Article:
Do companies need Social Media Policies?
I’ve wondered at times why the company I work for doesn’t have a policy specific to social media. In the absence of such a policy, I chose to make sure my blog follows other corporate rules. Additionally for any rants related to work, I either make them generic or make sure the opinion isn’t a surprise were management to read it.
While I’m not ultra-paranoid about security, I have tried (unsuccessfully) to keep my full name disassociated with this blog. Some might worry that an attacker researching the company could discover what we use for antivirus, firewall, IDS, etc.
What is the goal of the social media policy? The goal of some social media policies seems to be to keep people from using social media. I just can’t agree with this. If I were blogging with full name and company name, it would help grow my personal brand, and that benefits the company.
Many of the policies that people say should be in a social media policy should already be in other policies.
“You shouldn’t be speaking on behalf of the company.” This is already in policy. The only change for social media is to designate that you are not an official company contact, except where you are official then that needs to be noted as well.
“You shouldn’t be tweeting/blogging/facebooking about that confidential contract.” Hey no kidding. That should already be covered in policy and doesn’t really need to be in a redundant policy.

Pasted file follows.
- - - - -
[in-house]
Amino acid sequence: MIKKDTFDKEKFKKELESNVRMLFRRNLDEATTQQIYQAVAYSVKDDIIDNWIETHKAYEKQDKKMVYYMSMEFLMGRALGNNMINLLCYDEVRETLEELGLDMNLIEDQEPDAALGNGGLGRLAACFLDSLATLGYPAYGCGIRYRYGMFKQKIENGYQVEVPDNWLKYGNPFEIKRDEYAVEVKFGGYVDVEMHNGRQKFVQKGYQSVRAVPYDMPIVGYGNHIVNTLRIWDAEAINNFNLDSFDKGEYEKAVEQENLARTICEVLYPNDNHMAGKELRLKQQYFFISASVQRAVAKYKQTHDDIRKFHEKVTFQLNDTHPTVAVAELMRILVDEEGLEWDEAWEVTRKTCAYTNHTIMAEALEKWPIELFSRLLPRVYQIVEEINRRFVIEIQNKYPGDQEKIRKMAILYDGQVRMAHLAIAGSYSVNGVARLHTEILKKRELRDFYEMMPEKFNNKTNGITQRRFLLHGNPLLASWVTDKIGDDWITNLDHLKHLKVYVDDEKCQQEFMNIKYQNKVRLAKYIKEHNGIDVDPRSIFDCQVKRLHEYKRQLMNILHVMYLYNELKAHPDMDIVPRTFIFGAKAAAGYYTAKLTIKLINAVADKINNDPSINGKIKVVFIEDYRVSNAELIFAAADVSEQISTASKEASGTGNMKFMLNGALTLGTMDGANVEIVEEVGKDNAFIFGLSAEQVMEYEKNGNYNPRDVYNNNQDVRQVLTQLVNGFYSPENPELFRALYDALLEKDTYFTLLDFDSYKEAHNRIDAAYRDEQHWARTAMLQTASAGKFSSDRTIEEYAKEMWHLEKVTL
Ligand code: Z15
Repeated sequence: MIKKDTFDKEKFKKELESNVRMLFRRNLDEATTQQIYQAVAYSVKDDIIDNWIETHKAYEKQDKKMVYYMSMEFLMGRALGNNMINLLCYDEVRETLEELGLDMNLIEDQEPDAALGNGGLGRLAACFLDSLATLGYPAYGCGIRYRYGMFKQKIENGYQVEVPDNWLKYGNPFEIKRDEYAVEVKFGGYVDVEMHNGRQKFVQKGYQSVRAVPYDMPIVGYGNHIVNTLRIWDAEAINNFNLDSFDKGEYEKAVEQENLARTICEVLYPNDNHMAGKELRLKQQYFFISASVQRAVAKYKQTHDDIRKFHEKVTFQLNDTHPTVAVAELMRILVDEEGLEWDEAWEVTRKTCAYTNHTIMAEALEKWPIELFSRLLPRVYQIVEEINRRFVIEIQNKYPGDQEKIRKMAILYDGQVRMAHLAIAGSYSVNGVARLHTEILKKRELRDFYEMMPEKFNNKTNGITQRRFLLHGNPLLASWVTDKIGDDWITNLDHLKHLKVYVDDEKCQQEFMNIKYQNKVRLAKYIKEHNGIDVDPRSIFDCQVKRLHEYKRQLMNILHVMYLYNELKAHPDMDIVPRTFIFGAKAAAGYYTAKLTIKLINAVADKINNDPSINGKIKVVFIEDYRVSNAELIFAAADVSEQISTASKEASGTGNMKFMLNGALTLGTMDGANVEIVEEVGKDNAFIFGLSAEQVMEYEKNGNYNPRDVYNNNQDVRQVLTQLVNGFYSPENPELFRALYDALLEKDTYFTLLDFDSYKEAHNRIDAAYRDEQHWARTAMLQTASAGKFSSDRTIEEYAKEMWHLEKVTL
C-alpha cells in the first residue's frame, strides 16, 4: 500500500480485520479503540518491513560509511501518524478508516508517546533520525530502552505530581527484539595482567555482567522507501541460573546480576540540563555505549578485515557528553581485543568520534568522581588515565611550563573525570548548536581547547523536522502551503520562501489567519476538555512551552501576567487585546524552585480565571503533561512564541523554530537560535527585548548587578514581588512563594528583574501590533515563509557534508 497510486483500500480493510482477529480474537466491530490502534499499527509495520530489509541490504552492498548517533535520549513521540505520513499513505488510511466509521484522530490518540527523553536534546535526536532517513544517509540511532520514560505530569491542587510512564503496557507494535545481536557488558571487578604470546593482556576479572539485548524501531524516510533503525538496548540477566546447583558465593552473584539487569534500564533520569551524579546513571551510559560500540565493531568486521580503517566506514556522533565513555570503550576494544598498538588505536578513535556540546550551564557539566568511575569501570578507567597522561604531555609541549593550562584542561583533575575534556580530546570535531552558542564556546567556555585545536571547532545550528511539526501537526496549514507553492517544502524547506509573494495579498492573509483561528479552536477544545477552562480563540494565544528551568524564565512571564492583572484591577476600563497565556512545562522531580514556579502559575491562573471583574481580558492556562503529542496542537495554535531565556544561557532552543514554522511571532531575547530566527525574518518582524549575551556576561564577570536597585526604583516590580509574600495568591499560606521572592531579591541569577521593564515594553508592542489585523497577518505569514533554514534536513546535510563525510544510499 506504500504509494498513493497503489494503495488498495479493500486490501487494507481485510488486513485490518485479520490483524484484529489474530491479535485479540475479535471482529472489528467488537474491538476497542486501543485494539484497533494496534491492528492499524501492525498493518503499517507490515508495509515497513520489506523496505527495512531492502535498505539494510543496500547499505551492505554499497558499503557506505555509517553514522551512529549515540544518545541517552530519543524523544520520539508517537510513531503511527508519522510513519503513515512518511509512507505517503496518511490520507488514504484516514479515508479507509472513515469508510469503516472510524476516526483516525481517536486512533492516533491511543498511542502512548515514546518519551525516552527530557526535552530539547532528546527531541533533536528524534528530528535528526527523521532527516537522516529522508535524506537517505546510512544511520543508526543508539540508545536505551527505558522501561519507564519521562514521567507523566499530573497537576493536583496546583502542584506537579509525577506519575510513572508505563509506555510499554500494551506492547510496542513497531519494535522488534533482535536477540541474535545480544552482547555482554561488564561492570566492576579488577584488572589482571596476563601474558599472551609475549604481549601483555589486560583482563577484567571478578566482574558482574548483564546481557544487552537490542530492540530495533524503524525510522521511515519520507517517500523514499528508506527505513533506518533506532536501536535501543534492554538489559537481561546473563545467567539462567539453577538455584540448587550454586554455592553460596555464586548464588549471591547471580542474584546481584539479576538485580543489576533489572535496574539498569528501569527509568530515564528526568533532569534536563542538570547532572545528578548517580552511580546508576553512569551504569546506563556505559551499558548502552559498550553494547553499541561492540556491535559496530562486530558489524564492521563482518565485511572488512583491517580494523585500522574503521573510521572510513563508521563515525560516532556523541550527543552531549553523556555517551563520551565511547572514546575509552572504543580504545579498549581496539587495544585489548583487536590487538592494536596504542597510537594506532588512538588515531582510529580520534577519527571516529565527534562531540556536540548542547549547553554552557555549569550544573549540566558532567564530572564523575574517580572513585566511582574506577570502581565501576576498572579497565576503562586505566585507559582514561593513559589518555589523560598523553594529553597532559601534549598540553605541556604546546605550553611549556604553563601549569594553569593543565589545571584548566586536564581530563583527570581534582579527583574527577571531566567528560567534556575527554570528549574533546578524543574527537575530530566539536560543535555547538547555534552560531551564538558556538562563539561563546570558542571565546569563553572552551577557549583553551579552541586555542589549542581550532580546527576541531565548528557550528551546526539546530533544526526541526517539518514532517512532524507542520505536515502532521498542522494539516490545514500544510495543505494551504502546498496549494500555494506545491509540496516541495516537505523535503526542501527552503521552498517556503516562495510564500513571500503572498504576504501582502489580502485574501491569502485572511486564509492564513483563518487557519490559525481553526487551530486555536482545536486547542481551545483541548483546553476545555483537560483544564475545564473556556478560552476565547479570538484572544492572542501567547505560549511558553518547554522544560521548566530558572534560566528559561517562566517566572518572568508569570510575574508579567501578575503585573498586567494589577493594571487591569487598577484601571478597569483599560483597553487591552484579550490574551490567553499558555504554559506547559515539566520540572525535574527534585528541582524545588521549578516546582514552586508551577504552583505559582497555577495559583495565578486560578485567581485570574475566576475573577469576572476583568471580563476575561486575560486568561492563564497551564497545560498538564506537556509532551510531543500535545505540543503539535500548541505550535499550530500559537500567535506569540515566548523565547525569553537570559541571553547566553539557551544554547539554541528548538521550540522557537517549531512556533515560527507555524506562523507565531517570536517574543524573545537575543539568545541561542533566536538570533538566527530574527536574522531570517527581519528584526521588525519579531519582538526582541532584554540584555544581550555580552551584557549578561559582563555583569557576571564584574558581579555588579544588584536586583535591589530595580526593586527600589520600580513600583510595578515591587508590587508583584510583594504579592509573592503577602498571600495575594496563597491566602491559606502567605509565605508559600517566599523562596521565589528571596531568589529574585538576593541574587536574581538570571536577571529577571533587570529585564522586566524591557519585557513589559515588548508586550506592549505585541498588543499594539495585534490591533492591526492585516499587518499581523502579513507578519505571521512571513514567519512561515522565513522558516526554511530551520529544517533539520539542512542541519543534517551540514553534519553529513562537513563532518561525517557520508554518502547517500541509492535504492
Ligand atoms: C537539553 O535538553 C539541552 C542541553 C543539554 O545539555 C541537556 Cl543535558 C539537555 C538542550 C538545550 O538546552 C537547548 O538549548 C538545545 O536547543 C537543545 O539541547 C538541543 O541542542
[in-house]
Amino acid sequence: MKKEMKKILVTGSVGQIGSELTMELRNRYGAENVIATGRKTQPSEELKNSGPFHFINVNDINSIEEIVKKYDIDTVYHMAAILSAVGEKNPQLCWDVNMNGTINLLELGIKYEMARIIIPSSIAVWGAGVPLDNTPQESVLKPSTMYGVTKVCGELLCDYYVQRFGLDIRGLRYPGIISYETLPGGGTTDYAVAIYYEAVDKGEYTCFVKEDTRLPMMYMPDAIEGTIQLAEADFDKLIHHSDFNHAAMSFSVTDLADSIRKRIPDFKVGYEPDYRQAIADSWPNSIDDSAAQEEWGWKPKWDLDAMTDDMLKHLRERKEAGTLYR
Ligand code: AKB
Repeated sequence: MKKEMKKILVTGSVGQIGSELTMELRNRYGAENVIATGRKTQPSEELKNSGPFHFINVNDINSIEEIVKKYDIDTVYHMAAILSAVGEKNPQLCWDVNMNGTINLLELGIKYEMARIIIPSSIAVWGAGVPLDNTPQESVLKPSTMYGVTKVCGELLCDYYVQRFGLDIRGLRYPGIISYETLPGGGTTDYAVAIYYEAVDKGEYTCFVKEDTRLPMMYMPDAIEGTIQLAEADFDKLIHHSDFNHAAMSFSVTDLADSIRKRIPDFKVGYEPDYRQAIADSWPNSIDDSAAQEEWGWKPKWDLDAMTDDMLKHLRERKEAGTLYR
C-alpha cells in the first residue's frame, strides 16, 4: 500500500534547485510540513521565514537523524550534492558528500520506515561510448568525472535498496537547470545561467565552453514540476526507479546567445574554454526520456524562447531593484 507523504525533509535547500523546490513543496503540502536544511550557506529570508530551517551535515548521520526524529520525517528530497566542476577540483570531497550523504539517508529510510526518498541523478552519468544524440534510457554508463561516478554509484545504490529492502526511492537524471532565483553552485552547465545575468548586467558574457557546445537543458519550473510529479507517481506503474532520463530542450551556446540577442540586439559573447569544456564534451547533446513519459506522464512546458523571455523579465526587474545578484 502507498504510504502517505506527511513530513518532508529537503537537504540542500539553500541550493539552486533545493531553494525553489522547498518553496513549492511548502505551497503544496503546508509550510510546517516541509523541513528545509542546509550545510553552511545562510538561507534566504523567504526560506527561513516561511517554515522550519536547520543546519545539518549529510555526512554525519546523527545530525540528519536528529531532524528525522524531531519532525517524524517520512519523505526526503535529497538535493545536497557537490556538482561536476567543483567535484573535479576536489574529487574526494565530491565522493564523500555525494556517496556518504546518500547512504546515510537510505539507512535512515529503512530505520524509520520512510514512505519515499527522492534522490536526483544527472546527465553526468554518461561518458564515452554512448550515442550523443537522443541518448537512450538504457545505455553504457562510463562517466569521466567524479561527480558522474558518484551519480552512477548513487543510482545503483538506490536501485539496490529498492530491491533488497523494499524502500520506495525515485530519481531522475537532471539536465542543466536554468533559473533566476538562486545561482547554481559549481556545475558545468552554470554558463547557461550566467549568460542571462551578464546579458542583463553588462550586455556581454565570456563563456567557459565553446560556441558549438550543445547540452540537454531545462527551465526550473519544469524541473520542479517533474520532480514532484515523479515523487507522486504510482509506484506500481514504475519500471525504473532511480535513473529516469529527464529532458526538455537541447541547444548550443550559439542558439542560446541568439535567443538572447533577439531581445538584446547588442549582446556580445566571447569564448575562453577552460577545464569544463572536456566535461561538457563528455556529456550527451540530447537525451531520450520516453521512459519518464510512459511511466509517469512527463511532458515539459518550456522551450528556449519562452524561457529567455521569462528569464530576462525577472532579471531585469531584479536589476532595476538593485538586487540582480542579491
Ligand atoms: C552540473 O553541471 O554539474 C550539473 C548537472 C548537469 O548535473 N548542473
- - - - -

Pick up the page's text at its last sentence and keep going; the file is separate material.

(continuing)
Michael Hyatt has some good points in his post about why your company doesn’t need a social media policy. Shouldn’t companies be encouraging the use of social media? Check that out and the comments there for some deeper discussion.
Where I work, I’ve seen a couple drafts of a new social media policy. I’m not happy. It must be similar to the first draft Michael Hyatt received from his lawyers. There are two things that I find particularly galling. There is a prohibition on recommending any current or former employees on a social media site. I’m not entirely sure what problem they are trying to solve. For many today, social media is a primary vehicle for the job search. If you don’t have a searchable brand, then you don’t exist. This is like saying don’t buy resume card stock. There isn’t a policy I am aware of forbidding me from recommending a co-worker. I believe management is restricted to reporting time of service.
The second potential policy change is more problematic for this blog. Before blogging about any vender, I need management to get the approval of that vender. So if Symantec releases an update and hoses my machines, I can’t warn people about that update without getting approval. I don’t think they’ve thought this through. Can I at least complain about the cafeteria provider Eurest without getting approval?
Hopefully this gets fixed because otherwise to stay in compliance with this policy I will have to sell the blog to my friend Raul. Ignore any similar posting style between Raul’s Infosec Blog and my own posts.